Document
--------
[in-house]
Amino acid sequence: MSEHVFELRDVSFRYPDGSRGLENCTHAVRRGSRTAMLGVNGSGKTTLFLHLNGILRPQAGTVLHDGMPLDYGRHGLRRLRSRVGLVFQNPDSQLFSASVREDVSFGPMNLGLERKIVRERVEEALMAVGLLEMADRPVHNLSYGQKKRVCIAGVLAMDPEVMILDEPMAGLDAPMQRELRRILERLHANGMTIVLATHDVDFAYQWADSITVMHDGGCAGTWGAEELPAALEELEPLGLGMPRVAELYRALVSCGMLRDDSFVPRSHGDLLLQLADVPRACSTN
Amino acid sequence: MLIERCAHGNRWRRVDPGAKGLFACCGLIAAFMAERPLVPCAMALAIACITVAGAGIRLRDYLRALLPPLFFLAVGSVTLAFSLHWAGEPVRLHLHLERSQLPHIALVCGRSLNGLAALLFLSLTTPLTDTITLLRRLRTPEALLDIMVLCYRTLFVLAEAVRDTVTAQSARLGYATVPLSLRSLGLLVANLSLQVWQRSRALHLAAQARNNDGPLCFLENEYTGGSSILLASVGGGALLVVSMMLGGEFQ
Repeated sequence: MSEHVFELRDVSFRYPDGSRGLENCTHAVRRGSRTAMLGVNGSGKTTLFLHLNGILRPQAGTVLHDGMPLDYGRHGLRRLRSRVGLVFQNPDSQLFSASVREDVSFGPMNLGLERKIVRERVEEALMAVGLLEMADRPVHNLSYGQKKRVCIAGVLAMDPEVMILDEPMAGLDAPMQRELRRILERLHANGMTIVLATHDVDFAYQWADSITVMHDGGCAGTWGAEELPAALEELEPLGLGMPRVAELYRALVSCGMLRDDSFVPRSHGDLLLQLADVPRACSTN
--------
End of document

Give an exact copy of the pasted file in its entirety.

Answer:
[in-house]
Amino acid sequence: MSEHVFELRDVSFRYPDGSRGLENCTHAVRRGSRTAMLGVNGSGKTTLFLHLNGILRPQAGTVLHDGMPLDYGRHGLRRLRSRVGLVFQNPDSQLFSASVREDVSFGPMNLGLERKIVRERVEEALMAVGLLEMADRPVHNLSYGQKKRVCIAGVLAMDPEVMILDEPMAGLDAPMQRELRRILERLHANGMTIVLATHDVDFAYQWADSITVMHDGGCAGTWGAEELPAALEELEPLGLGMPRVAELYRALVSCGMLRDDSFVPRSHGDLLLQLADVPRACSTN
Amino acid sequence: MLIERCAHGNRWRRVDPGAKGLFACCGLIAAFMAERPLVPCAMALAIACITVAGAGIRLRDYLRALLPPLFFLAVGSVTLAFSLHWAGEPVRLHLHLERSQLPHIALVCGRSLNGLAALLFLSLTTPLTDTITLLRRLRTPEALLDIMVLCYRTLFVLAEAVRDTVTAQSARLGYATVPLSLRSLGLLVANLSLQVWQRSRALHLAAQARNNDGPLCFLENEYTGGSSILLASVGGGALLVVSMMLGGEFQ
Repeated sequence: MSEHVFELRDVSFRYPDGSRGLENCTHAVRRGSRTAMLGVNGSGKTTLFLHLNGILRPQAGTVLHDGMPLDYGRHGLRRLRSRVGLVFQNPDSQLFSASVREDVSFGPMNLGLERKIVRERVEEALMAVGLLEMADRPVHNLSYGQKKRVCIAGVLAMDPEVMILDEPMAGLDAPMQRELRRILERLHANGMTIVLATHDVDFAYQWADSITVMHDGGCAGTWGAEELPAALEELEPLGLGMPRVAELYRALVSCGMLRDDSFVPRSHGDLLLQLADVPRACSTN